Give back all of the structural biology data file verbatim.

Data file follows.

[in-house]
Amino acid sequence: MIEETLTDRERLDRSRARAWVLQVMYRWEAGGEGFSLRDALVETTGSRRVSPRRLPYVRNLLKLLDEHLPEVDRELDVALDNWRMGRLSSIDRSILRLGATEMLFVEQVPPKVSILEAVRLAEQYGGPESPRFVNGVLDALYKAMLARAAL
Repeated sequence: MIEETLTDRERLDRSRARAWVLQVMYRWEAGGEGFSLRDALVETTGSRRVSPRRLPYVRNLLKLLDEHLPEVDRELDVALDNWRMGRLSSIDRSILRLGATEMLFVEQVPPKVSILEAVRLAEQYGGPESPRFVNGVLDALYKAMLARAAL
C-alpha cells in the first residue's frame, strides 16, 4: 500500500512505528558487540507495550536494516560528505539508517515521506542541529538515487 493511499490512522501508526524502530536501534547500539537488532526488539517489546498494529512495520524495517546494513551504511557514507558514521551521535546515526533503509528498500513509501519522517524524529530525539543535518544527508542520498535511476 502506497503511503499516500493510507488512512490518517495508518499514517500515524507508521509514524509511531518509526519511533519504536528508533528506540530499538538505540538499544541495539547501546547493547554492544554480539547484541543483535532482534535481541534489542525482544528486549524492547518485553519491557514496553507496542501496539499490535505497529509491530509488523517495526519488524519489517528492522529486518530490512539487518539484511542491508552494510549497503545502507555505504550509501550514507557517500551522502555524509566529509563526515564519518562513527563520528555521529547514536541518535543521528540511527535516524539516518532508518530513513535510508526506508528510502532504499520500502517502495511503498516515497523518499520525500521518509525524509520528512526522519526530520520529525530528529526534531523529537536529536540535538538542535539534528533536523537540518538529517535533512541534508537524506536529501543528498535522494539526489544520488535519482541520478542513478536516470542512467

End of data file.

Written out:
[in-house]
Amino acid sequence: MIEETLTDRERLDRSRARAWVLQVMYRWEAGGEGFSLRDALVETTGSRRVSPRRLPYVRNLLKLLDEHLPEVDRELDVALDNWRMGRLSSIDRSILRLGATEMLFVEQVPPKVSILEAVRLAEQYGGPESPRFVNGVLDALYKAMLARAAL
Repeated sequence: MIEETLTDRERLDRSRARAWVLQVMYRWEAGGEGFSLRDALVETTGSRRVSPRRLPYVRNLLKLLDEHLPEVDRELDVALDNWRMGRLSSIDRSILRLGATEMLFVEQVPPKVSILEAVRLAEQYGGPESPRFVNGVLDALYKAMLARAAL
C-alpha cells in the first residue's frame, strides 16, 4: 500500500512505528558487540507495550536494516560528505539508517515521506542541529538515487 493511499490512522501508526524502530536501534547500539537488532526488539517489546498494529512495520524495517546494513551504511557514507558514521551521535546515526533503509528498500513509501519522517524524529530525539543535518544527508542520498535511476 502506497503511503499516500493510507488512512490518517495508518499514517500515524507508521509514524509511531518509526519511533519504536528508533528506540530499538538505540538499544541495539547501546547493547554492544554480539547484541543483535532482534535481541534489542525482544528486549524492547518485553519491557514496553507496542501496539499490535505497529509491530509488523517495526519488524519489517528492522529486518530490512539487518539484511542491508552494510549497503545502507555505504550509501550514507557517500551522502555524509566529509563526515564519518562513527563520528555521529547514536541518535543521528540511527535516524539516518532508518530513513535510508526506508528510502532504499520500502517502495511503498516515497523518499520525500521518509525524509520528512526522519526530520520529525530528529526534531523529537536529536540535538538542535539534528533536523537540518538529517535533512541534508537524506536529501543528498535522494539526489544520488535519482541520478542513478536516470542512467